• Objections to machine consciousness are equally a quandary for conscious brains, William Lycan argues. I agree. And therein lies Lycan’s problem.

    AI/functionalism assumes neuronal firings and synaptic transmissions are fundamental bits in a computer-like brain. Lycan’s simulated human Harry and the unfortunate human Henrietta (whose brain is replaced neuron-by-neuron with tiny electronic micromachines) assume cognition and consciousness emerge from computation in networks of simple neurons. One problem is that consciousness depends on neurons fused into synchronized syncytia by electrical synapses called gap junctions. Replacing Henrietta’s neurons one-by-one would destroy the syncytial vehicle of consciousness.

    Another problem is Paramecium. A single cell organism, it has no synaptic inputs and exists in no network. Yet Paramecium swims around, avoids obstacles and predators, learns, finds food and mates, and has sex. How? Paramecium relies on protein polymers called microtubules as its nervous system. (I’m not suggesting Paramecium is conscious, only that its cognitive functions are not trivial.) Brain neurons also have coherently excited microtubules with potential information capacity of 10 to the 15th operations per second per neuron. This raises the bar for computational brain equivalence significantly, but doesn’t explain consciousness.

    In 1989 Roger Penrose wrote ‘The emperor’s new mind’, arguing for non-computable effects in human consciousness (not that consciousness doesn’t utilize computation, just that some other factor is also required). Penrose called for a type of quantum coherent computation in the brain influenced by Platonic values embedded in quantum gravity – the fundamental level of the universe.

    Penrose and I teamed to suggest neuronal microtubules were the brain’s quantum computers, connecting consciousness to the universe. Some (not Penrose) extrapolate our theory to a quantum spirituality, or soul. Recent evidence demonstrates biological quantum coherence in brain activities. Meanwhile, functionalist approaches to consciousness flail and flounder. AI should simulate a Paramecium before attempting a human brain.

  • Frank Jackson

    Comment on William G. Lycan on “Qualitative Experience in Machines”
    Frank Jackson
    The issue about qualitative experience in machines turns on whether or not there are relevant differences between us and the machines. More precisely, it turns on whether or not there are relevant differences between us and possible machines of the future. It is obvious that I differ in relevant ways from my laptop. But do I differ in relevant ways from possible machines of the future that process information about their surroundings and use that information to interact with their surroundings much as I do? What I do with ‘wet’ organic innards, they do with ‘dry’ inorganic ones.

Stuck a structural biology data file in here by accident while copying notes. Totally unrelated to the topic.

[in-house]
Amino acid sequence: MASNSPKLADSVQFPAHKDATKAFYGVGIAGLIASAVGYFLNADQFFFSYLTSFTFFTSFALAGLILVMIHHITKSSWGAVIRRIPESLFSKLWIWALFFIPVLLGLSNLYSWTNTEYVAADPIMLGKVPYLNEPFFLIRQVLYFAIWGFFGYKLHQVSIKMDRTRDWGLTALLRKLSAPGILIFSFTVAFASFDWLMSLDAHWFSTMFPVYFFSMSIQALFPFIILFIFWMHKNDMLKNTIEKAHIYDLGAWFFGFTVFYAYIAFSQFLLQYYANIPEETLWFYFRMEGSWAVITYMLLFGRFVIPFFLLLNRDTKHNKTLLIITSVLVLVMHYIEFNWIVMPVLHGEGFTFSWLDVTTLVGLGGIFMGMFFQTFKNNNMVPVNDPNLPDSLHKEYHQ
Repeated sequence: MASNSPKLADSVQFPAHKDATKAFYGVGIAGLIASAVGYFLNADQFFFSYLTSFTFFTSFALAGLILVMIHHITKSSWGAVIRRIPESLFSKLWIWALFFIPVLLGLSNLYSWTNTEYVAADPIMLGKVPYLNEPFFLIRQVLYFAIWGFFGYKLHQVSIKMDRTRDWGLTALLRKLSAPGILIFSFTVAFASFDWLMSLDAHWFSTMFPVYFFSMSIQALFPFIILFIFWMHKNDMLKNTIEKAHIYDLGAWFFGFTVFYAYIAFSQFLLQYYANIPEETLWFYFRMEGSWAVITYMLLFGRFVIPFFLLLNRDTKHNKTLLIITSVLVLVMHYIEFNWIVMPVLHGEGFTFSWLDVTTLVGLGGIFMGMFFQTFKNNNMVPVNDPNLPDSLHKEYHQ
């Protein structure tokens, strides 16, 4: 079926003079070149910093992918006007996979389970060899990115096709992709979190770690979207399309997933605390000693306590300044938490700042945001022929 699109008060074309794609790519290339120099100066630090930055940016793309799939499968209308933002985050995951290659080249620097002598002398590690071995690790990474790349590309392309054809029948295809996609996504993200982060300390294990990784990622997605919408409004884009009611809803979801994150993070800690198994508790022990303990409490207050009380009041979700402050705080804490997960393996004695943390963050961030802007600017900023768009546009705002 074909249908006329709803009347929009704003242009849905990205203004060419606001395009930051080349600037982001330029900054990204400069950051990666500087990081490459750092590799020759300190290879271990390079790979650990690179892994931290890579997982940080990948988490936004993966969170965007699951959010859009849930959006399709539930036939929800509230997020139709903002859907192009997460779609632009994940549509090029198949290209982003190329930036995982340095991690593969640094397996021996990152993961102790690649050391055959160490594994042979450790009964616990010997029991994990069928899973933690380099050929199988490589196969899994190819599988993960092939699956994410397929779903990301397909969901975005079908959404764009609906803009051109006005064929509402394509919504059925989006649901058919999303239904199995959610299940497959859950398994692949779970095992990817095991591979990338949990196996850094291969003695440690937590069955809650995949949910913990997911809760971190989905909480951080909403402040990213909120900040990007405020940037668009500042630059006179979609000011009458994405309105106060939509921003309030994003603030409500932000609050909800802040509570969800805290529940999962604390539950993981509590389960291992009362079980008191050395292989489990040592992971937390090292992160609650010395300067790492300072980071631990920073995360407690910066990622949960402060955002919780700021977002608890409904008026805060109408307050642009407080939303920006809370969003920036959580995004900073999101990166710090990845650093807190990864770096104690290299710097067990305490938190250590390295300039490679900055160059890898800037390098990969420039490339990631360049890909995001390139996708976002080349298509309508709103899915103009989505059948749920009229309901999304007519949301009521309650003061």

Lycan says we don’t. There are no relevant differences. His main reason is that the (good) reasons we have for ascribing feelings to human beings – namely, behavior in circumstances – would apply equally to these machines of the future. Each is “a flawless human simulator”. I agree with him, but I do so only because I am (now) a materialist. For dualists the matter is not so clear-cut.
    Dualists hold that there are laws connecting bodily facts with distinct experience facts. If these laws connect functional bodily facts with experience facts, Lycan’s goose-gander argument succeeds. But maybe the laws link conjunctions of functional facts and, say, our neurological nature broadly conceived, with qualitative experiences. Maybe the causation of feelings is a joint effort by the functional organization and some aspect of our wet-ware. Given the anomalous nature of the dualists’ laws (something we materialists highlight), it is hard to see how dualists could be confident that functional facts alone matter for the causation of feelings. The remarkable behavioral capacities of human beings (and certain animals) give good reason to believe that what realizes their functional nature is of the same general kind, independently of knowing what that kind is. This means dualists need to allow as an open possibility that being of that general kind, whatever it is, matters for having feelings. (Of course if this is right, dualists should worry about brain operations that involve extensive replacement of wet-ware with hardware that performs the same functional role.)

  • If I’m running from a lion who’s pawed a gash in my leg, my body is communicating information by means of the qualia of “pain,” while a robot programmed for its own preservation will receive feedback in concrete quantitative terms. Biomechanical qualia are quanta: vast amounts of data known to us only in totality as sense.

    Biological machines are capable of reason. but are programmed also by conditioning; and reason and reflex can produce contradictory imperatives. If there’s a “choice” to be made, which mechanism is it that “makes” the choice?

    Consciousness is not complex calculation it’s indecision. Create an indecisive computer, a neurotic computer, torn (having been given the imperative to survive) between the heuristics of conditioned response, and calculation, and you’ll have a conscious non-biological machine.

    Mary the color scientist, seeing –sensing– color for the first time, will learn nothing new about color itself but will now give it a place among all the trillions of sense impressions over the course of her life which she has compartmentalized, characterized, and like as not narrativized into her personal logic. She will have a new understanding of color not as independent but in relation to herself as a form of experience within the totality of her imagining life.